NOTE: Information displayed as of 11/22/15
We’re already at the quarter-mark of the season, through which the New Jersey Devils have played some impressive hockey. Now is the time when the rift starts to form between the playoff contenders and early recipients of next year’s draft, so the Devils found themselves in a solid position amidst the standings when they hit the 20-game mark. In the first part of this season’s second ten-game review of the Devils 2015-2016 season, writers Mike Luci and Alex Chauvancy look at the Devils’ progress over games 11-20, and what to expect moving forward.
New Jersey’s gone 6-4-0 in games 11-20, putting them at 11-8-1 for the season. Granted it’s encouraging that the Devils maintained a winning record at the quarter-mark, their eight regulation losses were costly, and put them with seven other playoff teams that had the same number of regulation losses, at the time the Devils played their 20th game. New Jersey evened out their once-polarized home and away records over the last ten games. While they were initially triumphant on the road and struggled at home, it’s been the opposite case in their last ten contests. They played five apiece and went 4-1-0 at home, while going 2-3-0 on the road (losing two of three on their recent Western Canada trip). Their six wins came against some formidable competition, in which they swept the Vancouver Canucks, the Stanley Cup champion Chicago Blackhawks, and shutout the Pittsburgh Penguins. On the flipside however, they dropped two very winnable games against Calgary and Edmonton.
The Devils might not be the Dallas Stars when it comes to offense, but have done much better than most people expected through the first quarter of the season. Much of that can be attributed to their top 6, specifically the Cammalleri/Henrique/Stempniak line. That line has accounted for 40% of their even strength goals while Cammalleri leads the team with 21 points in 20 games and Henrique leads the team with 9 goals. The Devils have had steady contributions from Travis Zajac and Kyle Palmieri to start the season. Both players have 4 power play goals each (team-leading), while Palmieri leads the team with 9 power play points (4 goals and 5 assists).
While the Devils top 6 has been quite productive, the same can’t be said for the bottom 6. Jacob Josefson hasn’t scored one goal this season. Jiri Tlusty has struggled mightily and has recently been getting scratched. The Devils’ fourth line of Bobby Farnham, Stephen Gionta, and Brian O’Neill, has combined for a mere 3 goals, 4 assists, and a 32.4% possession, which is terrible. Fortunately, reinforcements are on the way. Patrik Elias made the trip to western Canada and practiced with the team, while the Devils brought back Tyler Kennedy on a PTO after he was with the team during the preseason. Kennedy has been an effective bottom 6 forward the last couple seasons and would give the Devils some much-needed depth in their bottom 6.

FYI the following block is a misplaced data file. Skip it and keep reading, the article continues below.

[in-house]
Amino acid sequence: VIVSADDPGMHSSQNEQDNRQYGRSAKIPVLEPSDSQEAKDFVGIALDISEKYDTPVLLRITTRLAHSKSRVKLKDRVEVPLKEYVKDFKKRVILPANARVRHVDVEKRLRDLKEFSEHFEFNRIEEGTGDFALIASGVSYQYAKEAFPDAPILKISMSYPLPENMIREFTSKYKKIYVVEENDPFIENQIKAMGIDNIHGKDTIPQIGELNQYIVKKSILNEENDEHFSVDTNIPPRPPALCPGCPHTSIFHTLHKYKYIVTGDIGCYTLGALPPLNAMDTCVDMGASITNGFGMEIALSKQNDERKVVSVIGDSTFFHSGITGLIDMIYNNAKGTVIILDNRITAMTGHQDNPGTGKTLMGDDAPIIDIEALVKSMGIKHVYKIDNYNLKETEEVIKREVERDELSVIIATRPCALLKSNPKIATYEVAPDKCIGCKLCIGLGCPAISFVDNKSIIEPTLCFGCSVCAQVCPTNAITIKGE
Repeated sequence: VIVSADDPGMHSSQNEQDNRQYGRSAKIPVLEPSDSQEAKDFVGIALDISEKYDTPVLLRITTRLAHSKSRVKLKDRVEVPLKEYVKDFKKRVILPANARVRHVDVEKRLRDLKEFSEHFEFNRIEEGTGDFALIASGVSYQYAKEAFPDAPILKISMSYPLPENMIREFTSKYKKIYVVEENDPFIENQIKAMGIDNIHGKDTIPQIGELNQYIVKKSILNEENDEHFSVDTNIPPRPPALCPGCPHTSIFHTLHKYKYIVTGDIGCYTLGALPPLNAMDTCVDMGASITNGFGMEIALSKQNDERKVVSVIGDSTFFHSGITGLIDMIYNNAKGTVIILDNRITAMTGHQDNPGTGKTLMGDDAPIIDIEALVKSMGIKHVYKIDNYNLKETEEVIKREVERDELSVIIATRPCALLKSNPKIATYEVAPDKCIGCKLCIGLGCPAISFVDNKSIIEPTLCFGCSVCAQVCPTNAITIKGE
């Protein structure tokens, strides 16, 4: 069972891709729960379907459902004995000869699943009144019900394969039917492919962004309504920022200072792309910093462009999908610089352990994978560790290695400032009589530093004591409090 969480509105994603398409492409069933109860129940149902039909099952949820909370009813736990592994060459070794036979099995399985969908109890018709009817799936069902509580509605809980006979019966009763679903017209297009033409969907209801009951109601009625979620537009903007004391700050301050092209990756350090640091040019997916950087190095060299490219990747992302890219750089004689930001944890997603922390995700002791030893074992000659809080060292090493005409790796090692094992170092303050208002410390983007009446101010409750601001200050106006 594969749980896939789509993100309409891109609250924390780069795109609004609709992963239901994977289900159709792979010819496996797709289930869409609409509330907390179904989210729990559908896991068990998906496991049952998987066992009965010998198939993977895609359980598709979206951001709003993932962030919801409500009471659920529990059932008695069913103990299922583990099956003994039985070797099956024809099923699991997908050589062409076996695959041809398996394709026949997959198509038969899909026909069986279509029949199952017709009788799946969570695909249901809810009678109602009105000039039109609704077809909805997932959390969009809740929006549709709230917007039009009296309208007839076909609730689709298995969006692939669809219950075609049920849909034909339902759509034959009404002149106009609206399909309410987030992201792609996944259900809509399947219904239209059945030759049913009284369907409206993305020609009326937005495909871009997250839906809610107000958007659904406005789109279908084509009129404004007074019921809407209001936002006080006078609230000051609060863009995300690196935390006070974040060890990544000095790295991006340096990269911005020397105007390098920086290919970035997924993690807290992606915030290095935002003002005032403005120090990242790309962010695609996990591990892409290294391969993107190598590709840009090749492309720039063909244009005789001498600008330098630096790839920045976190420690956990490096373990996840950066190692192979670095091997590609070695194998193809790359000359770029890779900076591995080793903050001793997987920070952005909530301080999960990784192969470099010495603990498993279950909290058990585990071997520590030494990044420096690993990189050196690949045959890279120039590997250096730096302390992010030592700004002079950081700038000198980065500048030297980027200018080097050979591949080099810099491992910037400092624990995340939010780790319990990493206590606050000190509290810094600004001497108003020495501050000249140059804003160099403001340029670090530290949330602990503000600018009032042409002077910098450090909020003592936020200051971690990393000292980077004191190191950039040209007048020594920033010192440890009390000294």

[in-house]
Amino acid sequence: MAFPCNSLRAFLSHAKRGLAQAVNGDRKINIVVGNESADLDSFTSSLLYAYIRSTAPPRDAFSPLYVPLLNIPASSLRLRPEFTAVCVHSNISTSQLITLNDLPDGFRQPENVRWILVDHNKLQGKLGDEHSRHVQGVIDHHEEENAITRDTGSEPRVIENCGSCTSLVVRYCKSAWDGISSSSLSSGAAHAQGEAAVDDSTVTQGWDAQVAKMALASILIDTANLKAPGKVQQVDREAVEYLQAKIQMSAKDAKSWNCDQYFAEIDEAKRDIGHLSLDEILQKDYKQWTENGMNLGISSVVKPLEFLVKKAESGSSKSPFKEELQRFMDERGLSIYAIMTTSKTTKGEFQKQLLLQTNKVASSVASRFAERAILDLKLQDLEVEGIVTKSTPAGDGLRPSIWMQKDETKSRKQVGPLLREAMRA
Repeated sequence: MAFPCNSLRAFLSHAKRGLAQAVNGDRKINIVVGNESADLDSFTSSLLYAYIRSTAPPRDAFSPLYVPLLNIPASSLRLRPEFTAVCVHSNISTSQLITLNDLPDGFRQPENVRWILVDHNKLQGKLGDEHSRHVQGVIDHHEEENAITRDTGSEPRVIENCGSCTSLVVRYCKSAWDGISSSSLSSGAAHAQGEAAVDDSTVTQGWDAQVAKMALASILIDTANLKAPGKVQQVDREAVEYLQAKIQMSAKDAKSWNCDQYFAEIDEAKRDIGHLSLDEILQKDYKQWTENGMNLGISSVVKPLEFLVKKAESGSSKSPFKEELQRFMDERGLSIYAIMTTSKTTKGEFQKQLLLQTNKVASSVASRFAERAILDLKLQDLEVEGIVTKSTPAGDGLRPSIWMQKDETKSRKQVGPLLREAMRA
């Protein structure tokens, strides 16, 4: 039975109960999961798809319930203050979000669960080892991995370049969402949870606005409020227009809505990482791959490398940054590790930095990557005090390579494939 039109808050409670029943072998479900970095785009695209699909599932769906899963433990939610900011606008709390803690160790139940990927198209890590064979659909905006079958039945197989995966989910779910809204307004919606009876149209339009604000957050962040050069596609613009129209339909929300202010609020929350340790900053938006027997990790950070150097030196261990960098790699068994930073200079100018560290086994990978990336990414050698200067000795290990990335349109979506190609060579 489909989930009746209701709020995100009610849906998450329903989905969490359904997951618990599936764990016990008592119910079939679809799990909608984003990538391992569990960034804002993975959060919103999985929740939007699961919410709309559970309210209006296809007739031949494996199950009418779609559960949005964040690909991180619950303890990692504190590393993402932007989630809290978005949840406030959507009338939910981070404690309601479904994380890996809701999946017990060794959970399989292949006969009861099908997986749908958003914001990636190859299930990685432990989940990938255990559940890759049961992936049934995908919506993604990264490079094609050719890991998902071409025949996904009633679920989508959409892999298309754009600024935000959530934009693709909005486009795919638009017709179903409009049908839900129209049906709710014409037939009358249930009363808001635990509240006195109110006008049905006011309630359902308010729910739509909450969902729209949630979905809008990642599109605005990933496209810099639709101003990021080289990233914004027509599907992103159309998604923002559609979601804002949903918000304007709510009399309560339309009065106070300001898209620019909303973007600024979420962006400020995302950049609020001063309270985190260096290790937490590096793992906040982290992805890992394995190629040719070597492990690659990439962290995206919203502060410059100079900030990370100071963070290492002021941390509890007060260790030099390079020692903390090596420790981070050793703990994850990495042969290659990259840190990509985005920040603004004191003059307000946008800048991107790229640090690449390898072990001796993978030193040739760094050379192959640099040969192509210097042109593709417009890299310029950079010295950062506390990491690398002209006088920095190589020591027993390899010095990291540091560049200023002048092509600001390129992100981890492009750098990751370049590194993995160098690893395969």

Production from the blue line has steadily improved, but doesn’t have an offensive flag bearer that’s recognized as a constant threat. Damon Severson leads defensemen in points with no goals and seven assists, while highly touted third-year defenseman Eric Gelinas has struggled to gain the trust of the coaching staff, and has only made 11 appearances this season. He’s played in just three contests over the last ten games, and has seasonal totals of one goal and three points. In games 11-20, the Devils defense tallied three goals and 14 points, putting their collective total to seven goals and 25 points a quarter into the season. Despite having just a goal and four points this year, Adam Larsson is thriving in ways that don’t show up on the scoreboard. He leads the defense with 39 hits, 40 blocks, has the second-most takeaways (six), and least amount of giveaways (two). The defense has played an astronomical role in the revitalization of the penalty kill, but has contributed minimally on the power play with just a goal and five power play points in games 11-20 and nine all year.
There are a few reasons for the Devils success early on this season, but it starts and ends with Cory Schneider, who has been nothing short of superb. In 16 starts, Schneider is 10-5-1 with a .928 save percentage and 2.06 goals against average. His save percentage is 8th best in the league while his goals against is good for 5th best. Schneider’s numbers at even strength are even more impressive. His 5v5 save percentage is 94.01%, which is 8th best for goalies with at least 10 or more games played this season. Schneider has been particularly good all of November, making 7 starts while posting a .938 save percentage and 1.88 goals against average. If not for Schneider, the Devils would be nowhere near the position they’re in right now.
Backup, Keith Kinkaid, has a struggled a bit, in a limited capacity. He’s only made four starts, out of which his best effort came in a loss to the Nashville Predators on October 13th where he stopped 17 of 18 shots. Since then, Kinkaid has only made two starts, a thrilling 4-3 over time victory against Vancouver on November 8th, and a 5-1 loss against Edmonton. The Devils will be asking Schneider to carry the load this season, but will need Kinkaid to step in have a good start from time to time. In four starts this season, he has a .881 save percentage and 3.04 goals against average. Those numbers need to improve as the season goes on.